However, as Polyphemos attacked the ship with rock, Odysseus again made to yell back to the beast. Around him, his crew muttered, “‘Godsake, Captain!/Why bait the beast again? Let him alone!’” (Book 9, Lines 537 - 538) All the crew wanted was to get out safely. They realized that Odysseus needn’t “bait the beast again.” They ask “Captain!, Why” for they see Odysseus is merely being cocky. Yet, Odysseus ignores them and respond to the monster by shouting “Kyklops,/if ever mortal man inquire/how you were put to shame and blinded, tell him/Odysseus, raider of cities, took your eye:/Laertes’ son, whose home is Ithaca!” (Book 9, Lines 548 - 552) Odysseus makes a very large tactical mistake; he tells Polyphemos’ that his is “Odysseus … Laertes’ son.” Odysseus demonstrates recklessness and selfishness because he wishes to take credit for “put[ing] Polyphemos to shame”.
Beowulf and his soldiers proceed to the dragon’s castle to terminate it; Beowulf has to fight the dragon himself, because his men are scared. Wiglaf told them that they are acting cowardly for not helping their king, he then steps in to save his dying king. Beowulf and Wiglaf kill the dragon, but Beowulf dies. He dies being greedy, telling Wiglaf he wants to see the treasure and how he wants people to remember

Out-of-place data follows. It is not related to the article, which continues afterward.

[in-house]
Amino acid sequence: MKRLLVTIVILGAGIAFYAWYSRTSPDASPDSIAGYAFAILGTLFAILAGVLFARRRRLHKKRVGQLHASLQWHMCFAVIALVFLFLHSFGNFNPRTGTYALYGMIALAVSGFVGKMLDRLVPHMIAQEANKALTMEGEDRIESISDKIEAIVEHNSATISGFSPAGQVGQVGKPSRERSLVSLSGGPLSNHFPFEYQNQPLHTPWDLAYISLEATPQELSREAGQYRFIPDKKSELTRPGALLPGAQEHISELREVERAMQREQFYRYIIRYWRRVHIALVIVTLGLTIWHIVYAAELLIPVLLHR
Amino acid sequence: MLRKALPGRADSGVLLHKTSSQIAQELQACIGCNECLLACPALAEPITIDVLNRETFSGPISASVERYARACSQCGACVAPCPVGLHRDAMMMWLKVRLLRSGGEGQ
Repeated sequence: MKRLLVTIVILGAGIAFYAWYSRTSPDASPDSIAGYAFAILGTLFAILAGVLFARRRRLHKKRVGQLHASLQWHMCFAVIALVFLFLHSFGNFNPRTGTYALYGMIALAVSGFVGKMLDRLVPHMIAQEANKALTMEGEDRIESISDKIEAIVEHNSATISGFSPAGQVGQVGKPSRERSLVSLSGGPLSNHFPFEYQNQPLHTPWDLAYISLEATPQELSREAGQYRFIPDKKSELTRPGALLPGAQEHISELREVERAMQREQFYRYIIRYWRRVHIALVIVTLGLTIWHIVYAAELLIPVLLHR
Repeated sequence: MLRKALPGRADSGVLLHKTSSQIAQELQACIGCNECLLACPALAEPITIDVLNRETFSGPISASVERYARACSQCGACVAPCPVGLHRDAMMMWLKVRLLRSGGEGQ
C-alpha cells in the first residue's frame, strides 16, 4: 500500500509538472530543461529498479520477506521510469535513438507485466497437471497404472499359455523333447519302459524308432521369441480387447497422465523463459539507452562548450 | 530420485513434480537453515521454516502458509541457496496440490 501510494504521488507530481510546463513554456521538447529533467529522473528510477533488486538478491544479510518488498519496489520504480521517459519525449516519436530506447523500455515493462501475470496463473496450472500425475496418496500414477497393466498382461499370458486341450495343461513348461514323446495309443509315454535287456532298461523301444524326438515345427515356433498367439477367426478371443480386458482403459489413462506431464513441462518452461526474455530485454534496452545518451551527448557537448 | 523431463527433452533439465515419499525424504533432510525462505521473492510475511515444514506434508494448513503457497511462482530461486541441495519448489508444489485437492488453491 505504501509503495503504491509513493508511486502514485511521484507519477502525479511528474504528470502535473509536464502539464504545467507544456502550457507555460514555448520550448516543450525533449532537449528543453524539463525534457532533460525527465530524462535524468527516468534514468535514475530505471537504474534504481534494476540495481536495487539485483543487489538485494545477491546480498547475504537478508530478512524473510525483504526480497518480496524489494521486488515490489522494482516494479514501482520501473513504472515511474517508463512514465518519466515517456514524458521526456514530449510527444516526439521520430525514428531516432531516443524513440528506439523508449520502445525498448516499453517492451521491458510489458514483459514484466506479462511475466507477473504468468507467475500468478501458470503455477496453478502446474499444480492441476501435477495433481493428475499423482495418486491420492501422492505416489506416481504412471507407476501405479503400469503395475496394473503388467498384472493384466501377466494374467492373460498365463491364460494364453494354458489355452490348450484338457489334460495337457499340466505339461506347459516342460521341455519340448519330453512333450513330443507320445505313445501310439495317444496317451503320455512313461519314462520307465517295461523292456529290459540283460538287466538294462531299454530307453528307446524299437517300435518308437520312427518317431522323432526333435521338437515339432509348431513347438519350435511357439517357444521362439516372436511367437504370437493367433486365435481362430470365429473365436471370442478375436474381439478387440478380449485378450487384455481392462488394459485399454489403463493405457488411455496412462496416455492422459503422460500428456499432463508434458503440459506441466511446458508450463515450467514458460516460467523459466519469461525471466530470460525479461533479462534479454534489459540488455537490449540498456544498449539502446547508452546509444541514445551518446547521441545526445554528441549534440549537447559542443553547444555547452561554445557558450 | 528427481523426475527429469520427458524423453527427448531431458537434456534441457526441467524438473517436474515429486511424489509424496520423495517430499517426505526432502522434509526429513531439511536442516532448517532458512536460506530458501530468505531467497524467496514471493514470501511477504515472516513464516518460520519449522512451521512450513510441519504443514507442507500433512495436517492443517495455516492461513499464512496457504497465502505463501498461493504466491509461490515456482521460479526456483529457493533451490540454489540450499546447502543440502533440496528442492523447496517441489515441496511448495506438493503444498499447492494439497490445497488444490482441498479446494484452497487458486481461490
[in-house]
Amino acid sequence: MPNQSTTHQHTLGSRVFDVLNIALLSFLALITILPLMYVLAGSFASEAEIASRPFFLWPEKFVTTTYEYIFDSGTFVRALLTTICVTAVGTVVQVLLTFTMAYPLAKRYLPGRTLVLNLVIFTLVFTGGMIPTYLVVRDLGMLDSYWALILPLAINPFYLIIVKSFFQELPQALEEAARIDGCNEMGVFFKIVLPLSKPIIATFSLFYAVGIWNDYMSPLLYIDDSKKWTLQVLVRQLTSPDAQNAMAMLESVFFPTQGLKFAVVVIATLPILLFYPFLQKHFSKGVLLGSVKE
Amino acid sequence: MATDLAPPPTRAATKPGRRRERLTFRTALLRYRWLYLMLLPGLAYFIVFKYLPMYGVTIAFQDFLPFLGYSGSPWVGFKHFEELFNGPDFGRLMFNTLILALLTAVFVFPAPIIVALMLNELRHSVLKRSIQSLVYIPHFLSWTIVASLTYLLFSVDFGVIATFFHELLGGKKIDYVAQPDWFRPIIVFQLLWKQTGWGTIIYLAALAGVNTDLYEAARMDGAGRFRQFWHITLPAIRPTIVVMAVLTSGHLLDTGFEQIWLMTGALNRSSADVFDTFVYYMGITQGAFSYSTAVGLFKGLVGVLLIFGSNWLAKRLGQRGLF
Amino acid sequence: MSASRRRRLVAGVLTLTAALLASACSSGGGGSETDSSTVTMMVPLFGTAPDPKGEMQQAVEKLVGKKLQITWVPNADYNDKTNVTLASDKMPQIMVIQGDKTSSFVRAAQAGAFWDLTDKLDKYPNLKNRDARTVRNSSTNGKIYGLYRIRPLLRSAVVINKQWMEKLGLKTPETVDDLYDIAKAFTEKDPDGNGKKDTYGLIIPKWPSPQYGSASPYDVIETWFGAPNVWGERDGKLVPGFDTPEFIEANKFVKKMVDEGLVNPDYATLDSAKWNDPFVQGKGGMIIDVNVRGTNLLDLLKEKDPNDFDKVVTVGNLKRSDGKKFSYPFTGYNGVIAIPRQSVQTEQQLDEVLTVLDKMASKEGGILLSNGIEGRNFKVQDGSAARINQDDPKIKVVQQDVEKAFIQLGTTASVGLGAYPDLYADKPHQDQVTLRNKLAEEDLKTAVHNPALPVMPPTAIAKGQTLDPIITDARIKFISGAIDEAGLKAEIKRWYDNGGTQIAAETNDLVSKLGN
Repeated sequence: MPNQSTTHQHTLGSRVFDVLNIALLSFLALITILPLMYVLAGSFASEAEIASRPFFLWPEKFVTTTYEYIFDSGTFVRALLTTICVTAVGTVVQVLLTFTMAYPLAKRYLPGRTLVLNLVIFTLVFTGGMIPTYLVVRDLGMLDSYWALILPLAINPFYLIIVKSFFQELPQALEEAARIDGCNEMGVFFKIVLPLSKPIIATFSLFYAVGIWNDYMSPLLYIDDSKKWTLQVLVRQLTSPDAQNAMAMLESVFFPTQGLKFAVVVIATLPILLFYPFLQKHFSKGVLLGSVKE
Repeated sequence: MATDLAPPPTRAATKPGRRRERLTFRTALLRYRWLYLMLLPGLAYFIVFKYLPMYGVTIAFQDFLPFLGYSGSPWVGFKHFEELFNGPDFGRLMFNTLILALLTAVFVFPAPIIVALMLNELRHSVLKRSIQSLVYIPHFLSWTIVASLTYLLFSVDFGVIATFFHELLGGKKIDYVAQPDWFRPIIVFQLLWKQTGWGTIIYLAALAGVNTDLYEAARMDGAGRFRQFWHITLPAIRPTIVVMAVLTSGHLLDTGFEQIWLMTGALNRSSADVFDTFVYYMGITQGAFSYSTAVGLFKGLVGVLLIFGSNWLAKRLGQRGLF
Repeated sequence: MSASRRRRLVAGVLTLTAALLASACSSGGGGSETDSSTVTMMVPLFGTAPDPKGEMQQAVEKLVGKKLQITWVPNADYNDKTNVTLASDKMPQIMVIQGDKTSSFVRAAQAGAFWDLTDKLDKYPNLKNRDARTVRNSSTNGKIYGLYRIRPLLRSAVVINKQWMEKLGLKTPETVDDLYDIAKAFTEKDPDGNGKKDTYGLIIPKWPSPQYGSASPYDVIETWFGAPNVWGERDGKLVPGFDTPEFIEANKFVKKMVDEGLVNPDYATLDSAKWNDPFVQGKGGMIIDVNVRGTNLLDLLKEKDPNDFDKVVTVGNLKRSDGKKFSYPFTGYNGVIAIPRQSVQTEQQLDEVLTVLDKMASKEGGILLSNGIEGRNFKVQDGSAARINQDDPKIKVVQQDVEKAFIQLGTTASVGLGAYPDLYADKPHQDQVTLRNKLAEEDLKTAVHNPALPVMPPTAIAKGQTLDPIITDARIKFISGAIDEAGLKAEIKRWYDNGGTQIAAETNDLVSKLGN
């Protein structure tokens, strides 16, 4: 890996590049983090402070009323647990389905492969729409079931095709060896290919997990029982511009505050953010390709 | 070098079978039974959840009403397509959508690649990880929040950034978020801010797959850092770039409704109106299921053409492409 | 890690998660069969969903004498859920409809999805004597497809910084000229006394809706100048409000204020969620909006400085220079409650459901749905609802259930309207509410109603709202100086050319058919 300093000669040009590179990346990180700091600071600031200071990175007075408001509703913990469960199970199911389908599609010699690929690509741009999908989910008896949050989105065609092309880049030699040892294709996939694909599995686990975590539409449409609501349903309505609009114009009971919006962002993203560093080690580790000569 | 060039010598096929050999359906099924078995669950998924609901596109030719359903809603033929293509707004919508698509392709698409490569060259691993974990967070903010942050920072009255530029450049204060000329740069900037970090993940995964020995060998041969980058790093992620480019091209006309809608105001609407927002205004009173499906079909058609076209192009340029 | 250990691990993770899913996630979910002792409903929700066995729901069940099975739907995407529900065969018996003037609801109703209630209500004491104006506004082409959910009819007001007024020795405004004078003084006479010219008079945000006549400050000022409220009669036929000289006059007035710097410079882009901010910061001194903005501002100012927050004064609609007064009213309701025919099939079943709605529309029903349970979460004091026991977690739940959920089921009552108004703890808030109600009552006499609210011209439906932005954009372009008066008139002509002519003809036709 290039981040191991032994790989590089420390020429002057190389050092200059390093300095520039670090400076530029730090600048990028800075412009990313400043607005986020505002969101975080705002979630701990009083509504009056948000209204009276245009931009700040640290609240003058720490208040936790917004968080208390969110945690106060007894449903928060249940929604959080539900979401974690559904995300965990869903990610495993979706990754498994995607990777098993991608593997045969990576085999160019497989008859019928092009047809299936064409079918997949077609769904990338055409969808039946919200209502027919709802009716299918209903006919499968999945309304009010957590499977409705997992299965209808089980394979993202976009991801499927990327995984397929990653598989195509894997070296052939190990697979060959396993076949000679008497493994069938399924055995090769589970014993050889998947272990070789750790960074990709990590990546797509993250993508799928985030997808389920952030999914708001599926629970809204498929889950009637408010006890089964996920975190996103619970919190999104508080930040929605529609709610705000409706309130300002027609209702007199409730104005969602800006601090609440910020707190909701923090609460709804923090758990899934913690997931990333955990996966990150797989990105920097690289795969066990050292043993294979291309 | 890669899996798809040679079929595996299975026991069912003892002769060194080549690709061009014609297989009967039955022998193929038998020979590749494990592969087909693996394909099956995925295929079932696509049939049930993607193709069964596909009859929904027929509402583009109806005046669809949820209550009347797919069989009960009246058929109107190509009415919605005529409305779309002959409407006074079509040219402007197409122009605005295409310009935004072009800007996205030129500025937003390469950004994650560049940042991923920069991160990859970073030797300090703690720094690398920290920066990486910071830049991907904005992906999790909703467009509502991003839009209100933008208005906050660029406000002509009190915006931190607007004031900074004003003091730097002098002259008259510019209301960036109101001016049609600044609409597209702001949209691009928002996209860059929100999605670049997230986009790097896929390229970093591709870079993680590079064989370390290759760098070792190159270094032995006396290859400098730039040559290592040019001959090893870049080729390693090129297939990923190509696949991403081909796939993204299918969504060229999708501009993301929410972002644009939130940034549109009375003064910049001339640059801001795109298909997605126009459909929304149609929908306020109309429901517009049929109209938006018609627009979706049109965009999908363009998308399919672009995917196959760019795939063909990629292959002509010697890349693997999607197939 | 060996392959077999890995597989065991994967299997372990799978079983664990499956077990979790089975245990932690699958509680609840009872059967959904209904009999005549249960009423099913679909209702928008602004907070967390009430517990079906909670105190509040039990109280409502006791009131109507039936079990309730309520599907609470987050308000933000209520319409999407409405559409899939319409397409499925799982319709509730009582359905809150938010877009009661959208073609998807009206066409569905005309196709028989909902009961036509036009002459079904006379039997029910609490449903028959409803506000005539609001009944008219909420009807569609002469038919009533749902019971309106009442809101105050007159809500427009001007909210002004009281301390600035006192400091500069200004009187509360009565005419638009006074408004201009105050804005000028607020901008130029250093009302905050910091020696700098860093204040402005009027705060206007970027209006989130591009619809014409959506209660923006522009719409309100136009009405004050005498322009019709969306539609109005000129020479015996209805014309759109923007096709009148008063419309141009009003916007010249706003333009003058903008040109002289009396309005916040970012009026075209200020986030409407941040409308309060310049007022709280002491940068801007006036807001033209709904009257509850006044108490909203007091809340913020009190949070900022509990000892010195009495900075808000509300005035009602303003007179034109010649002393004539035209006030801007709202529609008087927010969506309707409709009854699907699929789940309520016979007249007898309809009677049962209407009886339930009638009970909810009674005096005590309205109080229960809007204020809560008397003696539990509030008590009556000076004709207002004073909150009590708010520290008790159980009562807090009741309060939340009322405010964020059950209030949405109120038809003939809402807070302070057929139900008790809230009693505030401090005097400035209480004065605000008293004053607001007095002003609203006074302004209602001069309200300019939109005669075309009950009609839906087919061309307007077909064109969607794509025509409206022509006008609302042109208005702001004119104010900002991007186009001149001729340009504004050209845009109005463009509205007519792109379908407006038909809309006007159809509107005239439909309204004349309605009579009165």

After defeating the Cyclops and heading back out into the sea he stood on his ship mocking the Cyclops. When escaping the cave he chose the wooliest ram for himself which shows selfishness. He also leads his men into their own fates. Circe had warned Odysseus about Scylla to not try and fight her even when she already has six of his men, but he did not listen to her advice and tried to fight her and lost three more of his men. Once back to Ithaca there were many suitors insulting him, his wife, son, house, and the gods and begging for Penelope’s hand in marriage.